Tuesday, October 16, 2007

Aristotle's Politics

Because Aristotle sees society as being built out of small units of human relationships, he also sees the problems of society as being the problems of these individual relationships.

Because a large nation is composed of many parent/child units, many man/woman units, and many employer/employee units, if something starts to go wrong with the way people treat each other in those settings, it will be a problem for all of the nation. Specifically, for Aristotle, three problems that can affect society are: divorce, adultery, and illegitimacy. A marriage is a contract, a covenant, a working relationship, and a promise: if people do not fulfill their commitments to treat each other well, and to care about each other, then not only will the marriage suffer, but society as a whole will suffer, and if there are too many divorces, it will be a serious problem for the nation. Adultery is a failure to be faithful to one's spouse: too much of it will bring down a nation. If a child is born illegitimately, not only will the child face hardships, but the energy of the nation will be partially spent trying to rectify the situation, and that energy will not be available for other needs.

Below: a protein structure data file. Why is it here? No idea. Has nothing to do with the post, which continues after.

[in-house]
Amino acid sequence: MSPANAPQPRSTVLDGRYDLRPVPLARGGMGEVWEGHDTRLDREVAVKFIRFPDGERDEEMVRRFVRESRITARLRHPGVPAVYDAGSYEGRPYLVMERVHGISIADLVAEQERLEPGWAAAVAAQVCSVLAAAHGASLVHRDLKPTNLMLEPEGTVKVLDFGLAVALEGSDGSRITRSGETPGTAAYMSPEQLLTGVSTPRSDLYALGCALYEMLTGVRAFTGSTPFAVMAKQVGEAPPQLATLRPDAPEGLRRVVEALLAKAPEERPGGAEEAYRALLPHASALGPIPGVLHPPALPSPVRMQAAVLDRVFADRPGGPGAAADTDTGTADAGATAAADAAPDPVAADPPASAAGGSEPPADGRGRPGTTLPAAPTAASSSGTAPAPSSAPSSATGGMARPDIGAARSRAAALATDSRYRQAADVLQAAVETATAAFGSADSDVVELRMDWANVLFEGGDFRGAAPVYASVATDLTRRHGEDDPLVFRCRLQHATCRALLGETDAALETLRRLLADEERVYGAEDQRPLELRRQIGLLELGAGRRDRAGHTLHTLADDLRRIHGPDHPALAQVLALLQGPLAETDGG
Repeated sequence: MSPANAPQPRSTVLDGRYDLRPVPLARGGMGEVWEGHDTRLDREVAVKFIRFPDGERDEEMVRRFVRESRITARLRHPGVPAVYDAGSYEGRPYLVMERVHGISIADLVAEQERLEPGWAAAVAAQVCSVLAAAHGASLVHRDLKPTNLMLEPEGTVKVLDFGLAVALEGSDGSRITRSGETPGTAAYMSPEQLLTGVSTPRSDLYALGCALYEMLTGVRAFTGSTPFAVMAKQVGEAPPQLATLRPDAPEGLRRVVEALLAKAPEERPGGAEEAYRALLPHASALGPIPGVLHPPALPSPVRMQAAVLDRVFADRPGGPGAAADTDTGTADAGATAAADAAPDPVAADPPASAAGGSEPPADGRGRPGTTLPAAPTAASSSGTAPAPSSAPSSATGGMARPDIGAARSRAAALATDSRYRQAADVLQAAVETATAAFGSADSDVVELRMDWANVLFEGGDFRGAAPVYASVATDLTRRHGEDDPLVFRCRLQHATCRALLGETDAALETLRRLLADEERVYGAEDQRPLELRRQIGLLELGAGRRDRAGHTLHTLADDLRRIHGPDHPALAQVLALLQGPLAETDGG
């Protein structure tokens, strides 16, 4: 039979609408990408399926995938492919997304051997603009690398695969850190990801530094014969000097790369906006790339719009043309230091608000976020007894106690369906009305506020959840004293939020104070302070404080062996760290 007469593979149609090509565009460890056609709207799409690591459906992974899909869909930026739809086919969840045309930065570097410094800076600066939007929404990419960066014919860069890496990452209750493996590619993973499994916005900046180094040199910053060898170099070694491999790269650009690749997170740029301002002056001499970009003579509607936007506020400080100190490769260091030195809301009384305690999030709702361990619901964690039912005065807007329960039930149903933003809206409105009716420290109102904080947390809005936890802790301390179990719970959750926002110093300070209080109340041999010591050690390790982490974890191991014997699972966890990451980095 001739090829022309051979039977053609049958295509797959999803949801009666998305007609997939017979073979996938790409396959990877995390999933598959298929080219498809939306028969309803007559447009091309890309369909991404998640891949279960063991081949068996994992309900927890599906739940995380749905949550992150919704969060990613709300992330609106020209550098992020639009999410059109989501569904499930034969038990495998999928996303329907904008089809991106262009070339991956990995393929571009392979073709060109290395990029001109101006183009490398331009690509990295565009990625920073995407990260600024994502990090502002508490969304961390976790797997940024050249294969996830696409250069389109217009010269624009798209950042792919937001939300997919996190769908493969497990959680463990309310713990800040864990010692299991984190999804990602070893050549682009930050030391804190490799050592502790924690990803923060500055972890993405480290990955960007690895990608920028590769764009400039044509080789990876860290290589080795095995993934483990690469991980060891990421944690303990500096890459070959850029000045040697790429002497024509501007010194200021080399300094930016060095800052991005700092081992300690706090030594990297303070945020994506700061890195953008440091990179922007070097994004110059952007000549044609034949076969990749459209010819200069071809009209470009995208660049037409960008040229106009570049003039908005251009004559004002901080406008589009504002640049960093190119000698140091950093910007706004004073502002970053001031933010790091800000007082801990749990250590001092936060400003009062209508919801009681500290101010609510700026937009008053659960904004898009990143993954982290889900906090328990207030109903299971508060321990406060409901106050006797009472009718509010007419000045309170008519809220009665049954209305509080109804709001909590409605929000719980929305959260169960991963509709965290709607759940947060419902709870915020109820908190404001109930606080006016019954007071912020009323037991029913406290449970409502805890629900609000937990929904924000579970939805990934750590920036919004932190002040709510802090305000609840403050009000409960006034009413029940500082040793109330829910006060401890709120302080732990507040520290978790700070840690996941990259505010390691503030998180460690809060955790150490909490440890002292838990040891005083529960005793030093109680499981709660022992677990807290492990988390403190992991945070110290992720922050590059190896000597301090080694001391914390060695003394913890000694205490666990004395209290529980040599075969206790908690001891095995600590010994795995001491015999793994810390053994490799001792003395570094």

Remember that Aristotle discovers these principles as natural laws, like the laws of chemistry and physics. Human societies all start as monarchies, and the human tendency toward forming a state is simply part of natural human growth.